Bill and Carol Alexander were volunteers. They’d given a combined 70 years of service to netball and looked to more happy and fulfilling times in the sport. Sadly, that plan came to an abrupt and shattering end when a complaint was made against them.

The Alexanders believe they were tossed aside by their governing body – their reputations left in tatters. They’ve never been made privy to the charge against them; the quest for answers and to clear their good names has been fruitless to date. Stymied of their civil rights, they have finally decided to be judged by the court of public opinion and have shared their story with Netball Scoop.

Volunteers are the life blood of any sport; the people who roll up their sleeves and get a job done. From the grass roots to the elite, they are the coaches, the umpires and administrators. The scorers and timers, the orange slicers and taxi drivers. They huddle in the pouring rain, turn out in the heat, and at the end of each season we applaud them, sincerely hoping they put their hand up again.

Sadly, our volunteers are also too often targets, lacking support or even sympathy. In the course of his umpiring duties, for example, Bill Alexander has been verbally and racially vilified, spat upon, had food thrown at him, and had his sexuality questioned for umpiring a “women’s” sport.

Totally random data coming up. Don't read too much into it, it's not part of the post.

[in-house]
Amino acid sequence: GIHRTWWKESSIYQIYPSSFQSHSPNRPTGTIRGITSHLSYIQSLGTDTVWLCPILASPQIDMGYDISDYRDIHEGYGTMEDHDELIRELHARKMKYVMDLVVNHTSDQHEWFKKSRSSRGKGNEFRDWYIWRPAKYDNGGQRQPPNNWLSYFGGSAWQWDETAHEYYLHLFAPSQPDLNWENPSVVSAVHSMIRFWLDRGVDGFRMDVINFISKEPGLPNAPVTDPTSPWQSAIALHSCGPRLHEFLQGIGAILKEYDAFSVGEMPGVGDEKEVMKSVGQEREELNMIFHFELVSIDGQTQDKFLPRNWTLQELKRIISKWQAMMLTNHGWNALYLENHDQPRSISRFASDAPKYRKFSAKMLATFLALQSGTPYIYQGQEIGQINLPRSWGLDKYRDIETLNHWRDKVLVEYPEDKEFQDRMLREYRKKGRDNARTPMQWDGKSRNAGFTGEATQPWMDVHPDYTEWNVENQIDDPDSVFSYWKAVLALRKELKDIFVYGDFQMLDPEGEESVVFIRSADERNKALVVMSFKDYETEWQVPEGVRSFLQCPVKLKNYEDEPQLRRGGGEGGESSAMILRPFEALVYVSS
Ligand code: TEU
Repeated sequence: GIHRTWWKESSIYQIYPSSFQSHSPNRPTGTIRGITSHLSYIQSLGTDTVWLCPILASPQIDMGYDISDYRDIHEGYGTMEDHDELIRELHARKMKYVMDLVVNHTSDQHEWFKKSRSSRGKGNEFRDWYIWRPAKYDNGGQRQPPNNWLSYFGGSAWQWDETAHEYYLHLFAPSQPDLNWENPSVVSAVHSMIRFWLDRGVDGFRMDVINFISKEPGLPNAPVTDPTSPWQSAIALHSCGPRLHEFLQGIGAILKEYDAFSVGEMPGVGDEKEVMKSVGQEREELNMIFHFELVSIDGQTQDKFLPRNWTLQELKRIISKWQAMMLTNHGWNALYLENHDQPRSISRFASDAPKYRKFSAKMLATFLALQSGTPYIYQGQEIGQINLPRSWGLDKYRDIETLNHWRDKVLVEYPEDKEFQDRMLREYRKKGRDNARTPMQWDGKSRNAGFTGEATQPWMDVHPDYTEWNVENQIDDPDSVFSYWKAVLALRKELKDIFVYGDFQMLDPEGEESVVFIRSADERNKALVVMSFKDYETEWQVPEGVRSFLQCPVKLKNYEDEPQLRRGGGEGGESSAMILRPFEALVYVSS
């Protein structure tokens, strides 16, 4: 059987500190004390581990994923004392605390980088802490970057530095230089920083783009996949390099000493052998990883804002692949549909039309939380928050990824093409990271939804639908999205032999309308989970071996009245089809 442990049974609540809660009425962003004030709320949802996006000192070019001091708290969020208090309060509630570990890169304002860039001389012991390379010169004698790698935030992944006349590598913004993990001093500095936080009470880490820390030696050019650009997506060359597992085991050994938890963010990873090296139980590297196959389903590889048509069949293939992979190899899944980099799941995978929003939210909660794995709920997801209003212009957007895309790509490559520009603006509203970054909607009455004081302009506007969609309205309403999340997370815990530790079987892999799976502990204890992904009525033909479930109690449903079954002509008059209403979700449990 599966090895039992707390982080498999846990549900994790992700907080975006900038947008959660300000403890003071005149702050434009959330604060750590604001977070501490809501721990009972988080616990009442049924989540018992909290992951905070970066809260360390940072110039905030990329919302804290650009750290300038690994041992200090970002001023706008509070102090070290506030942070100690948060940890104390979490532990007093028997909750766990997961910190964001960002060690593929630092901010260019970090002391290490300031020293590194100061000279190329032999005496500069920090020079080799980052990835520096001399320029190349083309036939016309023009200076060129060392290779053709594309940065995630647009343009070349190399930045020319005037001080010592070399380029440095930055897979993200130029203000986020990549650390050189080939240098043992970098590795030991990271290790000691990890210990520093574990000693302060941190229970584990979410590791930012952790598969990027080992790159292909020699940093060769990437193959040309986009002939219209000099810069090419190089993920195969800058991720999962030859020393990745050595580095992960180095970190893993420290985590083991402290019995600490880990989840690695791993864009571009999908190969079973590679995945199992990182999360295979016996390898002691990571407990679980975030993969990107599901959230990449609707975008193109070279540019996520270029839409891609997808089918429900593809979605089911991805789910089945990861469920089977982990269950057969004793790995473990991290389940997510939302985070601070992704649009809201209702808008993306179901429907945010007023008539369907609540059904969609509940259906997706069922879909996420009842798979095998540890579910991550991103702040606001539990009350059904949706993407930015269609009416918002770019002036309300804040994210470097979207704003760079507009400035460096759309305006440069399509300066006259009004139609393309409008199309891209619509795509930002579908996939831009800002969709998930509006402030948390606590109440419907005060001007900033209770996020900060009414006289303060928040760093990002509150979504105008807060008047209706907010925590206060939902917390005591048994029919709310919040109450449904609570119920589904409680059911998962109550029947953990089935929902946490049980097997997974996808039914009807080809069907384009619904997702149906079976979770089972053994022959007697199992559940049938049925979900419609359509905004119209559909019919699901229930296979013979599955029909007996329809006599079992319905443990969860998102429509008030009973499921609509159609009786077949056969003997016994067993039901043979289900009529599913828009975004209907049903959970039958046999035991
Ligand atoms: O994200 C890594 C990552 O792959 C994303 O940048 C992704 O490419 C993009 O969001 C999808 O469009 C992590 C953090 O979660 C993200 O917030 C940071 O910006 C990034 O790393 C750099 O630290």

The husband-and-wife team are based in England. Bill became netball’s first male international umpire in 1992 and has worked at several World Cups, World Youth Cups, Commonwealth Games and a host of other test and domestic matches. He was the longest-serving international umpire tester, part of various umpiring appointment panels, has served on the England Netball board, as Chair of the South Region and was a member of the England Netball rules panels. He’s mentored umpires from the grass roots to the elite and been outspoken in garnering better support for those officials.

Carol has been equally tireless. She’s worked as a coach, A-grade umpire, administrator and mentor. She’s chaired groups at County level and worked as a bench official at a range of international tournaments and World Cups. Carol was the only English bench official selected to work at the Commonwealth Games in Delhi and has gone on to train many umpires and technical officials.

Along the way the couple have been widely recognised for their contribution to netball. Carol received a United Kingdom award as Mentor of the Year, while Bill was made a Life Member of England Netball.